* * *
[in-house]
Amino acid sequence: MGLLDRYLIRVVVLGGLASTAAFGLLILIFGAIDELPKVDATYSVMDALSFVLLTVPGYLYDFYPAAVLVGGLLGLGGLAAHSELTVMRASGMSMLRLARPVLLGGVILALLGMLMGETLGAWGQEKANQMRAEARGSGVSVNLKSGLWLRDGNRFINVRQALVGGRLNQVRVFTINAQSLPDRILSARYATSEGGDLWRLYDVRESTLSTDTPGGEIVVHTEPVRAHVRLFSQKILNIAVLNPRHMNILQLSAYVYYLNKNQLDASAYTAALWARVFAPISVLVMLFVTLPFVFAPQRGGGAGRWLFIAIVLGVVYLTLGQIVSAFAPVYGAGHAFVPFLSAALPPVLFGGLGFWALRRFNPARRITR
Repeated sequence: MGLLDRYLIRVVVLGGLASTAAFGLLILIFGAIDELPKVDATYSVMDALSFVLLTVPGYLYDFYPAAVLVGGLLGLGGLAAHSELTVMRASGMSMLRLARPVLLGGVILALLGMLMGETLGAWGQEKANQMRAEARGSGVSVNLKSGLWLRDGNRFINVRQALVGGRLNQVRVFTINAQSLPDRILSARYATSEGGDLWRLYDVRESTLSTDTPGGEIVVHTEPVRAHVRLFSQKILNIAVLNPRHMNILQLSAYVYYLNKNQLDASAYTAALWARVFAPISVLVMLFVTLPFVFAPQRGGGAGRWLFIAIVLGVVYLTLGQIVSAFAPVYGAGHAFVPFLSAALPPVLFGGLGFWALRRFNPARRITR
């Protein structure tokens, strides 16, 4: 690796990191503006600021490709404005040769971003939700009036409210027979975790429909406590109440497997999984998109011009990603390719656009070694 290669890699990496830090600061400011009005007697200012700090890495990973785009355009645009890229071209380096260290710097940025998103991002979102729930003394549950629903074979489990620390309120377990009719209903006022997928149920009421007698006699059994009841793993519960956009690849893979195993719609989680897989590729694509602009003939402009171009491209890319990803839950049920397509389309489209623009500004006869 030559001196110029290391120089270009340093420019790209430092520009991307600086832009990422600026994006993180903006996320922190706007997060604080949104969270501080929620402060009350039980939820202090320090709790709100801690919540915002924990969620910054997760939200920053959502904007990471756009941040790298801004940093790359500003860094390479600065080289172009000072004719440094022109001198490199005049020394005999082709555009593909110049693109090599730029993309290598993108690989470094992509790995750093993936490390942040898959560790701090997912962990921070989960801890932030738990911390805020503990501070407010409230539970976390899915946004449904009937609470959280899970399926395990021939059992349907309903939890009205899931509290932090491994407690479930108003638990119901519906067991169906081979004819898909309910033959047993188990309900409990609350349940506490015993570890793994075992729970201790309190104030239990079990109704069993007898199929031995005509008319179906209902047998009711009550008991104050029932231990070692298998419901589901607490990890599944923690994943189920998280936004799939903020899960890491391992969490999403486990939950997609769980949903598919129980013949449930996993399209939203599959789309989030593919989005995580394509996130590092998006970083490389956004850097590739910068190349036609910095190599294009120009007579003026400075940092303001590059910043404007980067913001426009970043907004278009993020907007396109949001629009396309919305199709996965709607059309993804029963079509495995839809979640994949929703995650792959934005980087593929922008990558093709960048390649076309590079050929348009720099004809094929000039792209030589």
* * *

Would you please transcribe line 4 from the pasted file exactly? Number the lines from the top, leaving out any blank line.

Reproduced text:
């Protein structure tokens, strides 16, 4: 690796990191503006600021490709404005040769971003939700009036409210027979975790429909406590109440497997999984998109011009990603390719656009070694 290669890699990496830090600061400011009005007697200012700090890495990973785009355009645009890229071209380096260290710097940025998103991002979102729930003394549950629903074979489990620390309120377990009719209903006022997928149920009421007698006699059994009841793993519960956009690849893979195993719609989680897989590729694509602009003939402009171009491209890319990803839950049920397509389309489209623009500004006869 030559001196110029290391120089270009340093420019790209430092520009991307600086832009990422600026994006993180903006996320922190706007997060604080949104969270501080929620402060009350039980939820202090320090709790709100801690919540915002924990969620910054997760939200920053959502904007990471756009941040790298801004940093790359500003860094390479600065080289172009000072004719440094022109001198490199005049020394005999082709555009593909110049693109090599730029993309290598993108690989470094992509790995750093993936490390942040898959560790701090997912962990921070989960801890932030738990911390805020503990501070407010409230539970976390899915946004449904009937609470959280899970399926395990021939059992349907309903939890009205899931509290932090491994407690479930108003638990119901519906067991169906081979004819898909309910033959047993188990309900409990609350349940506490015993570890793994075992729970201790309190104030239990079990109704069993007898199929031995005509008319179906209902047998009711009550008991104050029932231990070692298998419901589901607490990890599944923690994943189920998280936004799939903020899960890491391992969490999403486990939950997609769980949903598919129980013949449930996993399209939203599959789309989030593919989005995580394509996130590092998006970083490389956004850097590739910068190349036609910095190599294009120009007579003026400075940092303001590059910043404007980067913001426009970043907004278009993020907007396109949001629009396309919305199709996965709607059309993804029963079509495995839809979640994949929703995650792959934005980087593929922008990558093709960048390649076309590079050929348009720099004809094929000039792209030589």